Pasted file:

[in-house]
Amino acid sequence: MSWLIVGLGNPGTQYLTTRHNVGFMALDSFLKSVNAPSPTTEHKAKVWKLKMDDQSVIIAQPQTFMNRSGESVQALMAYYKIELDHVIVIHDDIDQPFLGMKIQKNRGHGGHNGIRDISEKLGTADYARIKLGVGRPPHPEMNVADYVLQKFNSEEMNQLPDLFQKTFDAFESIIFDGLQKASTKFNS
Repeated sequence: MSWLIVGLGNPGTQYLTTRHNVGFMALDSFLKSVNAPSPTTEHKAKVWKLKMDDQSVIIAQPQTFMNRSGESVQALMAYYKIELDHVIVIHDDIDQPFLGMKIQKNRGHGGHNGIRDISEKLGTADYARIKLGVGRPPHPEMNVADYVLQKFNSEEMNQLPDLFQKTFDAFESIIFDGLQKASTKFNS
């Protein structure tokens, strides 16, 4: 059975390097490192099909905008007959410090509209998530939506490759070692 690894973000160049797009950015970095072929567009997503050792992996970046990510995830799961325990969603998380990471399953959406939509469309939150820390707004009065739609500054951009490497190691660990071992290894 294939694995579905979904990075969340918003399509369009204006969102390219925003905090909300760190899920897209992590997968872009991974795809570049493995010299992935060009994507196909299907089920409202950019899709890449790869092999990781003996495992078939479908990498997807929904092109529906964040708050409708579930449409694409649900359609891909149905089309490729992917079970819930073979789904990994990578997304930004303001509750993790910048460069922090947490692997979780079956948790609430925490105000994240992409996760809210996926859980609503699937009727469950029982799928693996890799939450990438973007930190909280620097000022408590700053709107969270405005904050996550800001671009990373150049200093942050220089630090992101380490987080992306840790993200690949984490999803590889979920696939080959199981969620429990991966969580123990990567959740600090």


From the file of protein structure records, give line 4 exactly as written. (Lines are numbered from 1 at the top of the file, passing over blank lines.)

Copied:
């Protein structure tokens, strides 16, 4: 059975390097490192099909905008007959410090509209998530939506490759070692 690894973000160049797009950015970095072929567009997503050792992996970046990510995830799961325990969603998380990471399953959406939509469309939150820390707004009065739609500054951009490497190691660990071992290894 294939694995579905979904990075969340918003399509369009204006969102390219925003905090909300760190899920897209992590997968872009991974795809570049493995010299992935060009994507196909299907089920409202950019899709890449790869092999990781003996495992078939479908990498997807929904092109529906964040708050409708579930449409694409649900359609891909149905089309490729992917079970819930073979789904990994990578997304930004303001509750993790910048460069922090947490692997979780079956948790609430925490105000994240992409996760809210996926859980609503699937009727469950029982799928693996890799939450990438973007930190909280620097000022408590700053709107969270405005904050996550800001671009990373150049200093942050220089630090992101380490987080992306840790993200690949984490999803590889979920696939080959199981969620429990991966969580123990990567959740600090």